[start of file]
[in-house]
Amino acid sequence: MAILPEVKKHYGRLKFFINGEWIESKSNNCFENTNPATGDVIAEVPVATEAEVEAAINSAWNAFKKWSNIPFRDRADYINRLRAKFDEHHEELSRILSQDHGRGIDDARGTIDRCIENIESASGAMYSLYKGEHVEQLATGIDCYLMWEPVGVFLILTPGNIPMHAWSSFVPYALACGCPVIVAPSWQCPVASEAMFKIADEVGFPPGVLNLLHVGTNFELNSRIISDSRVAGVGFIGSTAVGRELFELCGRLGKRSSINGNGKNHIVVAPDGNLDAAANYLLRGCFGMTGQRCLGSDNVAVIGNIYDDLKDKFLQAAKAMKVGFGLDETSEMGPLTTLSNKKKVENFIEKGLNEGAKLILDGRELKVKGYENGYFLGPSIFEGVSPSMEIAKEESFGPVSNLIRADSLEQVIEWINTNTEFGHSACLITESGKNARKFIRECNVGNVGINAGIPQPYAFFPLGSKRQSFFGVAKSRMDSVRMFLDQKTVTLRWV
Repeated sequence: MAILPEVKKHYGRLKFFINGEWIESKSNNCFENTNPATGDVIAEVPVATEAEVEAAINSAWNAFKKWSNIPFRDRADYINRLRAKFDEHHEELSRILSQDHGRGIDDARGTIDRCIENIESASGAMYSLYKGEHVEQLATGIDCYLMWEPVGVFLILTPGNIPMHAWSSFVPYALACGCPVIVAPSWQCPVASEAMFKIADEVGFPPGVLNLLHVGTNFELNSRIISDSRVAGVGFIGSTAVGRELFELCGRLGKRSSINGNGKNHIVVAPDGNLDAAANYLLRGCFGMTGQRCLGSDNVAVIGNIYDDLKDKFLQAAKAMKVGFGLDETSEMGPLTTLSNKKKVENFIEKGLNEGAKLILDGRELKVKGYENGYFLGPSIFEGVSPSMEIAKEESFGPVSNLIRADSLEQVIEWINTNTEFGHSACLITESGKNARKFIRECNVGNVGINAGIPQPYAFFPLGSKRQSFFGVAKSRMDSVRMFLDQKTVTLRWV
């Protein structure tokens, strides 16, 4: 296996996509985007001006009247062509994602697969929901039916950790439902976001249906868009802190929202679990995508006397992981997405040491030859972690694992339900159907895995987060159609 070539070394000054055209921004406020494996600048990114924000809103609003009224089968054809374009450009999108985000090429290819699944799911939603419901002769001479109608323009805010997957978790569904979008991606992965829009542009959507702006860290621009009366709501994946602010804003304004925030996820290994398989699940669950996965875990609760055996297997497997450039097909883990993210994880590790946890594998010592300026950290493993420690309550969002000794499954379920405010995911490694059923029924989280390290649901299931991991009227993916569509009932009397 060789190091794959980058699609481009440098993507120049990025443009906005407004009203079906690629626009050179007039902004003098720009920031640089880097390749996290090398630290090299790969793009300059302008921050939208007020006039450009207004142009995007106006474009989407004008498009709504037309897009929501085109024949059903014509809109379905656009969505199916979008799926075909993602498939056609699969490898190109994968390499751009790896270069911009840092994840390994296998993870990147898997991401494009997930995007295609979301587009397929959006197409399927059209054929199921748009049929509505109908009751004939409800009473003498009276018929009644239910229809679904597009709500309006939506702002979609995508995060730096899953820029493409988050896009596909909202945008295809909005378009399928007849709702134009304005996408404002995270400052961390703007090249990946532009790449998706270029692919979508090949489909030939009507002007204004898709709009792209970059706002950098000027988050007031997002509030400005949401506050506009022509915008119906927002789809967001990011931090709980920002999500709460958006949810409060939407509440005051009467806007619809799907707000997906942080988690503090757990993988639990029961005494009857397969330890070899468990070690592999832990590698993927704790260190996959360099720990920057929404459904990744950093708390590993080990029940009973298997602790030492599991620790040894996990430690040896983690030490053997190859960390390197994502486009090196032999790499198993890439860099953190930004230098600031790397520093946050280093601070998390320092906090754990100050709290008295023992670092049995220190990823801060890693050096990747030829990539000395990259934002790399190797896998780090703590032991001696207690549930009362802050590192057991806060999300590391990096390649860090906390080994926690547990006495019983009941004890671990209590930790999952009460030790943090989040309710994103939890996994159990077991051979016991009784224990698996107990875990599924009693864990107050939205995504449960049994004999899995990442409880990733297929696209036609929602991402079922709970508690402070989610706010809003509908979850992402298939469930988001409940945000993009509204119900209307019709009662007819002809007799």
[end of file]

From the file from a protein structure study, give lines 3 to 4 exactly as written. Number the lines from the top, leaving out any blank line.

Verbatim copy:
Repeated sequence: MAILPEVKKHYGRLKFFINGEWIESKSNNCFENTNPATGDVIAEVPVATEAEVEAAINSAWNAFKKWSNIPFRDRADYINRLRAKFDEHHEELSRILSQDHGRGIDDARGTIDRCIENIESASGAMYSLYKGEHVEQLATGIDCYLMWEPVGVFLILTPGNIPMHAWSSFVPYALACGCPVIVAPSWQCPVASEAMFKIADEVGFPPGVLNLLHVGTNFELNSRIISDSRVAGVGFIGSTAVGRELFELCGRLGKRSSINGNGKNHIVVAPDGNLDAAANYLLRGCFGMTGQRCLGSDNVAVIGNIYDDLKDKFLQAAKAMKVGFGLDETSEMGPLTTLSNKKKVENFIEKGLNEGAKLILDGRELKVKGYENGYFLGPSIFEGVSPSMEIAKEESFGPVSNLIRADSLEQVIEWINTNTEFGHSACLITESGKNARKFIRECNVGNVGINAGIPQPYAFFPLGSKRQSFFGVAKSRMDSVRMFLDQKTVTLRWV
């Protein structure tokens, strides 16, 4: 296996996509985007001006009247062509994602697969929901039916950790439902976001249906868009802190929202679990995508006397992981997405040491030859972690694992339900159907895995987060159609 070539070394000054055209921004406020494996600048990114924000809103609003009224089968054809374009450009999108985000090429290819699944799911939603419901002769001479109608323009805010997957978790569904979008991606992965829009542009959507702006860290621009009366709501994946602010804003304004925030996820290994398989699940669950996965875990609760055996297997497997450039097909883990993210994880590790946890594998010592300026950290493993420690309550969002000794499954379920405010995911490694059923029924989280390290649901299931991991009227993916569509009932009397 060789190091794959980058699609481009440098993507120049990025443009906005407004009203079906690629626009050179007039902004003098720009920031640089880097390749996290090398630290090299790969793009300059302008921050939208007020006039450009207004142009995007106006474009989407004008498009709504037309897009929501085109024949059903014509809109379905656009969505199916979008799926075909993602498939056609699969490898190109994968390499751009790896270069911009840092994840390994296998993870990147898997991401494009997930995007295609979301587009397929959006197409399927059209054929199921748009049929509505109908009751004939409800009473003498009276018929009644239910229809679904597009709500309006939506702002979609995508995060730096899953820029493409988050896009596909909202945008295809909005378009399928007849709702134009304005996408404002995270400052961390703007090249990946532009790449998706270029692919979508090949489909030939009507002007204004898709709009792209970059706002950098000027988050007031997002509030400005949401506050506009022509915008119906927002789809967001990011931090709980920002999500709460958006949810409060939407509440005051009467806007619809799907707000997906942080988690503090757990993988639990029961005494009857397969330890070899468990070690592999832990590698993927704790260190996959360099720990920057929404459904990744950093708390590993080990029940009973298997602790030492599991620790040894996990430690040896983690030490053997190859960390390197994502486009090196032999790499198993890439860099953190930004230098600031790397520093946050280093601070998390320092906090754990100050709290008295023992670092049995220190990823801060890693050096990747030829990539000395990259934002790399190797896998780090703590032991001696207690549930009362802050590192057991806060999300590391990096390649860090906390080994926690547990006495019983009941004890671990209590930790999952009460030790943090989040309710994103939890996994159990077991051979016991009784224990698996107990875990599924009693864990107050939205995504449960049994004999899995990442409880990733297929696209036609929602991402079922709970508690402070989610706010809003509908979850992402298939469930988001409940945000993009509204119900209307019709009662007819002809007799």